Review: So Fey: Queer Fairy Fiction

I am tackling a great mystery today: How the hell do you review a collection of short stories?

The inevitable truth of short story anthologies is that there are going to be some stories you really like and some you really hate. Personal taste can be so selective and even when a story is good, that doesn’t mean the reader is going to enjoy it. So do you judge by your favorite story or by how much you hated or do you do it by averages? I hated three stories, but really liked four, and the other six were fine, so does that make it a good collection?

The mark of a good editor is not just in finding quality stories in the piles of slush, but finding stories that work together. Space is a premium in every anthology, every story has to count. A really good editor might pick a slightly lower quality story over a slight higher quality one, if the lower quality one fits the theme better and resonates well with other stories already slated for the collection. I don’t envy editors their task, but some people return to the task, again and again, putting forth collection after wonderful collection.

So Fey is a collection of stories centered around crossing queer characters with literal fairies. Obviously inspired by the usage of ‘fairy’ as a pejorative term for homosexuals, this anthology embraces and explores the connection between homosexuality and the fey. Gay and lesbian protagonists in a variety of places in their life (from confused teens uncertain of where they fall on the spectrum to aging gay men trying to cope with that issue) come head to head with fey.

What I like best about this anthology is that there are very few good fairies in the collection. There are some, (Mr. Grimm’s Faery Tale and Charming, a Tale of True Love come to mind) and these are good stories. But most of the fairies we see are ambiguous in their morals to outright dangerous. The anthology features stories with the Wild Hunt, fairies trapping and tricking mortals, and the difficulties of mortals and fey trying to love one another.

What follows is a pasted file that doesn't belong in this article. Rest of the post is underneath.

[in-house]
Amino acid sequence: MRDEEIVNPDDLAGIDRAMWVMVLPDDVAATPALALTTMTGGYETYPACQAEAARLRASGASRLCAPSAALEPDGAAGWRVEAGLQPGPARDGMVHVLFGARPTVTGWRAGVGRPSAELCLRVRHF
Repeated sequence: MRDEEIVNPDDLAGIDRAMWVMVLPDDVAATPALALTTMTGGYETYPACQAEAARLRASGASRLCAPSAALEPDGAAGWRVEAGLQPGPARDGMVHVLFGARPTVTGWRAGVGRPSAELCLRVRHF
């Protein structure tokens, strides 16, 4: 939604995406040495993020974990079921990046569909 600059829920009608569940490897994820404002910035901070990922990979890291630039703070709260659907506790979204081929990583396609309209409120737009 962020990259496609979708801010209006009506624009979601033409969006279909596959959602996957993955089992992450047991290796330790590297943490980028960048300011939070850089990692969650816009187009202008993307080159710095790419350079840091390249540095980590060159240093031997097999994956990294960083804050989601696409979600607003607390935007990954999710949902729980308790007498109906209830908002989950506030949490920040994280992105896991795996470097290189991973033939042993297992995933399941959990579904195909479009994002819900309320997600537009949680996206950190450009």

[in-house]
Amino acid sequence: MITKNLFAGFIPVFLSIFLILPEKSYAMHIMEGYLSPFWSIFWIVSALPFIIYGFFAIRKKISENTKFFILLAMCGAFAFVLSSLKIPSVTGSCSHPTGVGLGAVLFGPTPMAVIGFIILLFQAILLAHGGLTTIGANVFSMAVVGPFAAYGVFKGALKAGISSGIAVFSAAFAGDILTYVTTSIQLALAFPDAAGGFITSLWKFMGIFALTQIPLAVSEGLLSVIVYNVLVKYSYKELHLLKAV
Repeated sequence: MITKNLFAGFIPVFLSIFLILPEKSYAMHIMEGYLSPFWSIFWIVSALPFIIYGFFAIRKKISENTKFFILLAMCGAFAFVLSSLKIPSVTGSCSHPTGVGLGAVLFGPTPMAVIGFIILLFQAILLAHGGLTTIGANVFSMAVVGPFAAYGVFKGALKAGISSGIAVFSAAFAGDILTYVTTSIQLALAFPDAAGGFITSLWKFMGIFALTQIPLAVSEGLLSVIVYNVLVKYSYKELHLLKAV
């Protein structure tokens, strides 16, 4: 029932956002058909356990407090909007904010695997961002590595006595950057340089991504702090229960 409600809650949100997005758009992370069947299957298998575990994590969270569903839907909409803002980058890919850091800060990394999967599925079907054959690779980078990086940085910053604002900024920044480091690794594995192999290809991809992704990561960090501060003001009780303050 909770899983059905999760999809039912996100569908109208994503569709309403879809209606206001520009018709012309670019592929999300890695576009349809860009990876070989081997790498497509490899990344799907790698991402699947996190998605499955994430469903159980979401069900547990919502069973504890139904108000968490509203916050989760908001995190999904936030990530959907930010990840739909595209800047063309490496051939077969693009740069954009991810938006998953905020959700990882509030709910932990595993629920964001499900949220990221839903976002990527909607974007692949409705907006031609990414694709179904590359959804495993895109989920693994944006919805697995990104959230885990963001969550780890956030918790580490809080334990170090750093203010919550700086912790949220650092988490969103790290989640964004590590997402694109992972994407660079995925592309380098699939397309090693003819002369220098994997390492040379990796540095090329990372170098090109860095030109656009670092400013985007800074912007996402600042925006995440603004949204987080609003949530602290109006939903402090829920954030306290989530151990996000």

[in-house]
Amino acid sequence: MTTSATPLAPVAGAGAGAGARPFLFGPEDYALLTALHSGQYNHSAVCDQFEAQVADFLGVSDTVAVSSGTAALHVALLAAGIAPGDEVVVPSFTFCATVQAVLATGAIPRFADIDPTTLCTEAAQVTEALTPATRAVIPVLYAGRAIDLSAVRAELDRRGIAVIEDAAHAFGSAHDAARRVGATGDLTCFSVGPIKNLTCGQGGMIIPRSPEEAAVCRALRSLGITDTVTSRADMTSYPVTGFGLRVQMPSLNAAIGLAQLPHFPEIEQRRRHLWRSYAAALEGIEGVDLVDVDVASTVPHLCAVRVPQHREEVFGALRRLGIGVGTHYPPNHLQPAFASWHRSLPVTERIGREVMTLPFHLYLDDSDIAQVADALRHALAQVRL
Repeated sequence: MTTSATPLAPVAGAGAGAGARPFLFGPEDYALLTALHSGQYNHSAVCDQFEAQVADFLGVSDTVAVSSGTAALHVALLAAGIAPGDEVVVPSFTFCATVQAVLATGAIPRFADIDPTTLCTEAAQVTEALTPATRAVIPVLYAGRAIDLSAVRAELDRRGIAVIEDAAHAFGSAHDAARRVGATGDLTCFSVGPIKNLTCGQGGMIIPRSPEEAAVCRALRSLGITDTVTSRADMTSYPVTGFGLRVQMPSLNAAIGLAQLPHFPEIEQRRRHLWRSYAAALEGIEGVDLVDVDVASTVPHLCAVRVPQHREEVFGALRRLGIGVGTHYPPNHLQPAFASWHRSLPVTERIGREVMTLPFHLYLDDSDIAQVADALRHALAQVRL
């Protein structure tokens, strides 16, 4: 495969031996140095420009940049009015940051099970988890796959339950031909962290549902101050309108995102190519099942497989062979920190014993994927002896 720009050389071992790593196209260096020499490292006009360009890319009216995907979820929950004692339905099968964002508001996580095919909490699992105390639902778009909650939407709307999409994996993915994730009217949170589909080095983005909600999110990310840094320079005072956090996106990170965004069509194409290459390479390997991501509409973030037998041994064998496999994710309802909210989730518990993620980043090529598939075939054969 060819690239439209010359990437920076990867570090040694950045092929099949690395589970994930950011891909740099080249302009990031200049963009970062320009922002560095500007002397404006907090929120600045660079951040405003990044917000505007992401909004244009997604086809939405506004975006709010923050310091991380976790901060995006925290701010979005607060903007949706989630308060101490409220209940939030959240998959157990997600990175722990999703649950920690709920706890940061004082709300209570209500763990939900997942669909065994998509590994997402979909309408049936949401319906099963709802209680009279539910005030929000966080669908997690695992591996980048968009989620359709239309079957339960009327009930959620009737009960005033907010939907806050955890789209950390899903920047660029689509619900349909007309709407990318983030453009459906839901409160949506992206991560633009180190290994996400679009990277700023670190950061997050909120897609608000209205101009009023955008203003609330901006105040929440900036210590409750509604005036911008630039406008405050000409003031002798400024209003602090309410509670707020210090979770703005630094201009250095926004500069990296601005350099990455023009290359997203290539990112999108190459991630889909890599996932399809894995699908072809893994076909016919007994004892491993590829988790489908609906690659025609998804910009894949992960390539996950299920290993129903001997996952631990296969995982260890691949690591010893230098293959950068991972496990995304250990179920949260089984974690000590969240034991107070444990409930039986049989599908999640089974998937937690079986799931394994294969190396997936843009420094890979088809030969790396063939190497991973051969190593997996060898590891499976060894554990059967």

I couldn’t be happier. I get so sick of sugar coated fairies, wish granting sweet tempered beings who represent nature or some lost human innocence or whatever. I like my fairies with teeth, with dark sides and inhuman perspectives on matters. I like them unearthly and other and above all else, dangerous. And that’s what makes many of these stories so thrilling. They’re about people coming to terms with their sexuality or other aspects of themselves while in real danger, physical, spiritual, or otherwise. It’s exciting, it’s interesting, and I recommend the anthology for anyone with a fondness for fantasy, queerness, and/or fairies.

A few of my personal favorites are as follows:
Dark Collection by Luisa Prieto
Year of the Fox by Eugie Foster (which I’ve read elsewhere, but I still adore it)
Ever So Much More Than Twenty by Joshua Lewis

If you like gay stories, but aren’t a fan of fairy tales (the puns, please send help), then check out other works by Steve Berman. He’s edited a number of collections out, including annual collections of some of the best gay speculative fiction printed each year (Wilde Stories) and another yearly for lesbian speculative fiction (The Heiress of Russ). On top of those, he has various themed collections which he edits. I picked up Suffered From the Night, which centers on the idea of queering Bram Stoker’s Dracula on the hopes that it will contain dark, dangerous, and gay vampires.

I have a weakness, okay?

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